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By Valerie D. Lockhart
SUN EXECUTIVE EDITOR 
                                    A recent resolution calling for the impeachment of President Donald Trump was strongly 
                                  rejected by members of the House of Representatives in a 364-58 vote. The resolution                                        was introduced by Rep. Al Green (D-Texas).
                                     Green says Trump has “brought disrepute, contempt, ridicule and disgrace on the 
                                 presidency” and “sown discord among the people of the United States.”

                                     When introducing the resolution, Green said, "Donald John Trump, by causing such 
                                  harm to the society of the United States is unfit to be president and warrants                                                        impeachment, trial and removal from office." 
                                   Trump has been criticized for his handling of racial conflicts involving white supremacists                                   in Charlottesville, VA, for not rendering sufficient help to hurricane victims in Puerto Rico                                     and for retweeting anti-Muslim videos put up by a British nationalist group. He was also c                                     criticized for comments made toward NFL players who protested police brutality by kneeling during the national anthem. 
     “Very important that NFL players stand tomorrow and always for playing of our National Anthem. Respect our flag and our country,” tweeted Trump. “If NFL fans refuse to go to games until players stop disrespecting our flag and country, you will see change take place fast. Fire or suspend!”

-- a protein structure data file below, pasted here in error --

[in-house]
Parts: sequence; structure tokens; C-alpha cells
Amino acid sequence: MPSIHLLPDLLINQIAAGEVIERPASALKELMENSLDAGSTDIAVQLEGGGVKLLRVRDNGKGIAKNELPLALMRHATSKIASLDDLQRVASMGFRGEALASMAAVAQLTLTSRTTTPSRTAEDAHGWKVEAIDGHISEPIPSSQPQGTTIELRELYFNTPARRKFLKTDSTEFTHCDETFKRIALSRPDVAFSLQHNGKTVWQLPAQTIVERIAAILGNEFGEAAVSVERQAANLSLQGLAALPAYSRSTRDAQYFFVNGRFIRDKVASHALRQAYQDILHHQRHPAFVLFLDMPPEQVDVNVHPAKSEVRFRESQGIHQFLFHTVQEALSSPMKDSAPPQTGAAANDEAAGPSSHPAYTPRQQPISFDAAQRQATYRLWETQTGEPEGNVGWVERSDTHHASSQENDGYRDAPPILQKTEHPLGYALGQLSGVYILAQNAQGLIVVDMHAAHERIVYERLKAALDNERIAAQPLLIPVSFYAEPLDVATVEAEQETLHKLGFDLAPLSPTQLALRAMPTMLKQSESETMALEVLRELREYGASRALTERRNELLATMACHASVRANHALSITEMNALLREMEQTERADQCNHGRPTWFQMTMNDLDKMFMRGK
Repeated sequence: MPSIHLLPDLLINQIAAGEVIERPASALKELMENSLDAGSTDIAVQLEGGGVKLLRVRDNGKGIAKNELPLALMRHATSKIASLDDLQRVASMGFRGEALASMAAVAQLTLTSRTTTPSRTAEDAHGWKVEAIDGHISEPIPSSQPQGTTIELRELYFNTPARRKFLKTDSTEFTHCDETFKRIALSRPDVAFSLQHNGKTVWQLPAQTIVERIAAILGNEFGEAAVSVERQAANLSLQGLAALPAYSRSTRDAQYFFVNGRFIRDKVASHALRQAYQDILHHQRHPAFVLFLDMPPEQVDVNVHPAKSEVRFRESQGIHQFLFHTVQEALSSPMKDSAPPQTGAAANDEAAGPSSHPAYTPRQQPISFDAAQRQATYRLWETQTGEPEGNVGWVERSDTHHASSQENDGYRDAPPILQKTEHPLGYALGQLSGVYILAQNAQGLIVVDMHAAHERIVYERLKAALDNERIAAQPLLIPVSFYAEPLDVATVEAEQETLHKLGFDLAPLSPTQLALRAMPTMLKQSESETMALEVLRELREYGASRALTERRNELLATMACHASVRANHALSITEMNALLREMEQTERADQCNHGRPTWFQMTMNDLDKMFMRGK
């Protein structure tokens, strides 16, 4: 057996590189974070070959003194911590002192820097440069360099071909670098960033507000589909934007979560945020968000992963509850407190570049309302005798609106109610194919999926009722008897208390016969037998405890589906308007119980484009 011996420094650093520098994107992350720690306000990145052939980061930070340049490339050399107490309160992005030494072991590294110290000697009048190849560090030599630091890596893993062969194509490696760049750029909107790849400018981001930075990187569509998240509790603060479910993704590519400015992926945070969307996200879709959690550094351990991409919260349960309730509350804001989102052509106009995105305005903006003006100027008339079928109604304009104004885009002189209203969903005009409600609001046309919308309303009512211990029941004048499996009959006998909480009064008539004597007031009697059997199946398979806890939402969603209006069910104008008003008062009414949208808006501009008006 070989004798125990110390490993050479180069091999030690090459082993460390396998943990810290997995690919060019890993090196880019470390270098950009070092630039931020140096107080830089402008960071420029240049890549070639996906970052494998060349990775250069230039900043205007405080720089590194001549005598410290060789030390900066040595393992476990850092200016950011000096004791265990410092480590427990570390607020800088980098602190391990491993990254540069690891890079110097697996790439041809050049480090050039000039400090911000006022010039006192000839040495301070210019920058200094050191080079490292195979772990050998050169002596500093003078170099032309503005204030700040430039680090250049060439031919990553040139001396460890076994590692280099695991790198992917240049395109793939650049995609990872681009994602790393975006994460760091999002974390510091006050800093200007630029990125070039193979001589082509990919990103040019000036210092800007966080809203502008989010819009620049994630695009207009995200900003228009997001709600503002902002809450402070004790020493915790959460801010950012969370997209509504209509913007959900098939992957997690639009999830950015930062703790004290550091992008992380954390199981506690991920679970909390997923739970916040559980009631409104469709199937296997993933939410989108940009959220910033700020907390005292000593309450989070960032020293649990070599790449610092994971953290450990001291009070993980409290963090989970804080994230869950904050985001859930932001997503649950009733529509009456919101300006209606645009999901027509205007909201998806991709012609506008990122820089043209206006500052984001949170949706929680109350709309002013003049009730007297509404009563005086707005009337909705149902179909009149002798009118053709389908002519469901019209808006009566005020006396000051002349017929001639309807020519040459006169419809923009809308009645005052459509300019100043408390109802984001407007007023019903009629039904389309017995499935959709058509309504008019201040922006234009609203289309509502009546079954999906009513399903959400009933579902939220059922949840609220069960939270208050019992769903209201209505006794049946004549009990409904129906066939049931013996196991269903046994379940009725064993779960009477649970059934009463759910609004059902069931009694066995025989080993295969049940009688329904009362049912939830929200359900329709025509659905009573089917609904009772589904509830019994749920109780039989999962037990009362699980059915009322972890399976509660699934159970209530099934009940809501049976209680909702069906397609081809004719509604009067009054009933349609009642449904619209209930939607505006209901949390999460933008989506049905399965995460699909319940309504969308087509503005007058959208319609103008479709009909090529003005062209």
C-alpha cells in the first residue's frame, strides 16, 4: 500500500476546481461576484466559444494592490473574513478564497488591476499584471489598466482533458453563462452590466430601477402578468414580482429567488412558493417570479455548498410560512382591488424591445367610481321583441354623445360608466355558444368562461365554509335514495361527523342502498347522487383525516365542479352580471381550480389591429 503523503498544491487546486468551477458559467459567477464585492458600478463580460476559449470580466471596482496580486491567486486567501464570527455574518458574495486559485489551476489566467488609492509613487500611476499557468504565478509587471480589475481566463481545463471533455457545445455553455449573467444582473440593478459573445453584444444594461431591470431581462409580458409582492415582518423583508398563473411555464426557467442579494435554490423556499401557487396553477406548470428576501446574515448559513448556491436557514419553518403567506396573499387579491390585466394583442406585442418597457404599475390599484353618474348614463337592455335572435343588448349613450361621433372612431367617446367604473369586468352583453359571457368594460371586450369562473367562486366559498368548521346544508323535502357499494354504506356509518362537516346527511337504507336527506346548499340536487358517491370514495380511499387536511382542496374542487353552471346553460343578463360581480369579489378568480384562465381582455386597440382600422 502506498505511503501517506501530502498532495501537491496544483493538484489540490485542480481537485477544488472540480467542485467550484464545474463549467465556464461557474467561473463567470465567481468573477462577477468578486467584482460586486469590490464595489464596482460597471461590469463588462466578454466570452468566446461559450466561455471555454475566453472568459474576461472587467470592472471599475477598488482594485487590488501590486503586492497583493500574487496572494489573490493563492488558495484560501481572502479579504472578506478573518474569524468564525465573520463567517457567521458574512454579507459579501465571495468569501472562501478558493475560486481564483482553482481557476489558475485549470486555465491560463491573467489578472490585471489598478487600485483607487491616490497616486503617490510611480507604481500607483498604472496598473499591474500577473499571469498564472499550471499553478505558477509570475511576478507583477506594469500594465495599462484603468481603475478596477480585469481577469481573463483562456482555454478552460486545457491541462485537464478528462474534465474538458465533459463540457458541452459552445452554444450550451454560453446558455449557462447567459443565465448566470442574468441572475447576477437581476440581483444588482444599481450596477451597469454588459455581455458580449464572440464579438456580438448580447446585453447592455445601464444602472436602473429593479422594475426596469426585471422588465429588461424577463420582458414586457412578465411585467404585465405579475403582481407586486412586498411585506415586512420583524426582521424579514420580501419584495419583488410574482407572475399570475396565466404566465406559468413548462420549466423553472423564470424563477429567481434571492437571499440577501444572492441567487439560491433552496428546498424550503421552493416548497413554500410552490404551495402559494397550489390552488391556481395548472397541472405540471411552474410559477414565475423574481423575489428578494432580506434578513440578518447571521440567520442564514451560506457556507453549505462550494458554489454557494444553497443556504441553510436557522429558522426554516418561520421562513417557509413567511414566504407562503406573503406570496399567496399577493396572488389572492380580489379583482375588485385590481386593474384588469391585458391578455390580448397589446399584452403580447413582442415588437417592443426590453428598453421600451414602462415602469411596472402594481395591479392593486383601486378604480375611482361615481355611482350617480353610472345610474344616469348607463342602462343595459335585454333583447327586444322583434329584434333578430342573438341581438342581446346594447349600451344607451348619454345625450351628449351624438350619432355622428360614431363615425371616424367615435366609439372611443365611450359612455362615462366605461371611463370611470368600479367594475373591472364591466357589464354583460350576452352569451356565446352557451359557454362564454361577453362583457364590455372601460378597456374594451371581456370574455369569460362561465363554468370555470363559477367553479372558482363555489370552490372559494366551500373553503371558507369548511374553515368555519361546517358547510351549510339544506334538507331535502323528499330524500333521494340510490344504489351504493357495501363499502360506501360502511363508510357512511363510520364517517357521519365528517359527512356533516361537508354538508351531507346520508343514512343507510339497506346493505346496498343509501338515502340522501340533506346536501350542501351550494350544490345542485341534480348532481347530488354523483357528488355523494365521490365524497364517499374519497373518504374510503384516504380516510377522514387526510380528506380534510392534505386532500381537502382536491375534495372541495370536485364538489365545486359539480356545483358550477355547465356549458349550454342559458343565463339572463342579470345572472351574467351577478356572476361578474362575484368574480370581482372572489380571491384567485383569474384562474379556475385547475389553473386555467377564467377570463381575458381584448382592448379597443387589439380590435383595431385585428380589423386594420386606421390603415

Calls for equal treatment in assisting hurricane victims in Puerto Rico were answered with threats to withdraw aid. During the hurricane that struck Texas, Trump gave $1 million of his own money to help its victims.
     “@POTUS It is not that you do not get it; you are incapable of fulfilling the moral imperative to help the people of PR. Shame on you!,” tweeted San Juan Mayor Carmen Yulin Cruz following Trump’s visit to her city. “Your comments about Puerto Rico are unbecoming of a Commander in Chief they seem more to come from a ‘Hater in Chief.’”
     Although many Democratic leaders are unhappy with Trump’s actions, they do not support impeachment.      Among those voting to table the resolution were House Minority Leader Nancy Pelosi (D-Calif.) and Minority Whip Steny Hoyer (D-Md.).
     “Now is not the time to consider articles of impeachment,” they reportedly released in a statement.
  Democratic leaders are awaiting the results from special counsel Robert Mueller's investigation regarding Russia tapering with the U.S. election.
      Meanwhile, people are taking to the internet urging American voters to support impeachment efforts. 
  “Friends, whether we like it or not, we now have a bigot in the White House who incites hatred and hostility,” said Green.



Prevent auto theft: Drivers urged to lock it or lose it














     The Michigan Automobile Theft Prevention Authority (ATPA) cautions the public that auto thefts are on the rise in Michigan. In 2016, Michigan reported 20,477 stolen vehicles and current data indicates that 2017 is on track to potentially surpass those numbers. 
     A vehicle is stolen every 44 seconds in the United States with nearly half of those thefts involving an unlocked door or keys left in the ignition. In addition to locking your vehicle and taking keys with you, these precautions could lessen the likelihood of you becoming a victim of auto theft: 
• Closing windows when your vehicle is parked
• Avoiding leaving valuables in your vehicle, especially where they can be seen
• Not leaving your vehicle running unattended